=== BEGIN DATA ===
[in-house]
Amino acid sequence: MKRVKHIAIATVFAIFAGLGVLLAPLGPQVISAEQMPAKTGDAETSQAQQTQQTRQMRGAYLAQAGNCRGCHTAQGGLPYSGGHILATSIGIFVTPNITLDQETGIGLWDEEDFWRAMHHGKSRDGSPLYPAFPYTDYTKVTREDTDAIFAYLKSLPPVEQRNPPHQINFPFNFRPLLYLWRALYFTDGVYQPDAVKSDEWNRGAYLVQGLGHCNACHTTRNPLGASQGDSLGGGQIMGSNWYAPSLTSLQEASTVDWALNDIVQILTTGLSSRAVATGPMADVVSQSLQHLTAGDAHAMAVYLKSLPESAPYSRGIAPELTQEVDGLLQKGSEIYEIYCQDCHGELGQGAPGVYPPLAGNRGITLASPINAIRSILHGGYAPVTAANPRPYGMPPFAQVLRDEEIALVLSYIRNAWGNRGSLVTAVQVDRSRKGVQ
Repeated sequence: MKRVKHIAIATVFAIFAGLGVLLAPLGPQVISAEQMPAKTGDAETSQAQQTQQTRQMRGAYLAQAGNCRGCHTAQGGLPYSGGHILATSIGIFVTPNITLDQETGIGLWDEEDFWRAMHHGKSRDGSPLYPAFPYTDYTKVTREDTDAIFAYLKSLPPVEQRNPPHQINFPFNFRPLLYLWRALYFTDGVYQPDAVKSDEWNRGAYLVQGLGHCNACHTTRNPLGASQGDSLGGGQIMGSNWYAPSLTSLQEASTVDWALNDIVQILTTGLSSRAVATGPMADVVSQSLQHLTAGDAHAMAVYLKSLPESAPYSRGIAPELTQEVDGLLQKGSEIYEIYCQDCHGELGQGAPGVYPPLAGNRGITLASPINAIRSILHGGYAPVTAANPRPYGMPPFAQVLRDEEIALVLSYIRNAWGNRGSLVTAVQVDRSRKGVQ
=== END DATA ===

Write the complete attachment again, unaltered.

[in-house]
Amino acid sequence: MKRVKHIAIATVFAIFAGLGVLLAPLGPQVISAEQMPAKTGDAETSQAQQTQQTRQMRGAYLAQAGNCRGCHTAQGGLPYSGGHILATSIGIFVTPNITLDQETGIGLWDEEDFWRAMHHGKSRDGSPLYPAFPYTDYTKVTREDTDAIFAYLKSLPPVEQRNPPHQINFPFNFRPLLYLWRALYFTDGVYQPDAVKSDEWNRGAYLVQGLGHCNACHTTRNPLGASQGDSLGGGQIMGSNWYAPSLTSLQEASTVDWALNDIVQILTTGLSSRAVATGPMADVVSQSLQHLTAGDAHAMAVYLKSLPESAPYSRGIAPELTQEVDGLLQKGSEIYEIYCQDCHGELGQGAPGVYPPLAGNRGITLASPINAIRSILHGGYAPVTAANPRPYGMPPFAQVLRDEEIALVLSYIRNAWGNRGSLVTAVQVDRSRKGVQ
Repeated sequence: MKRVKHIAIATVFAIFAGLGVLLAPLGPQVISAEQMPAKTGDAETSQAQQTQQTRQMRGAYLAQAGNCRGCHTAQGGLPYSGGHILATSIGIFVTPNITLDQETGIGLWDEEDFWRAMHHGKSRDGSPLYPAFPYTDYTKVTREDTDAIFAYLKSLPPVEQRNPPHQINFPFNFRPLLYLWRALYFTDGVYQPDAVKSDEWNRGAYLVQGLGHCNACHTTRNPLGASQGDSLGGGQIMGSNWYAPSLTSLQEASTVDWALNDIVQILTTGLSSRAVATGPMADVVSQSLQHLTAGDAHAMAVYLKSLPESAPYSRGIAPELTQEVDGLLQKGSEIYEIYCQDCHGELGQGAPGVYPPLAGNRGITLASPINAIRSILHGGYAPVTAANPRPYGMPPFAQVLRDEEIALVLSYIRNAWGNRGSLVTAVQVDRSRKGVQ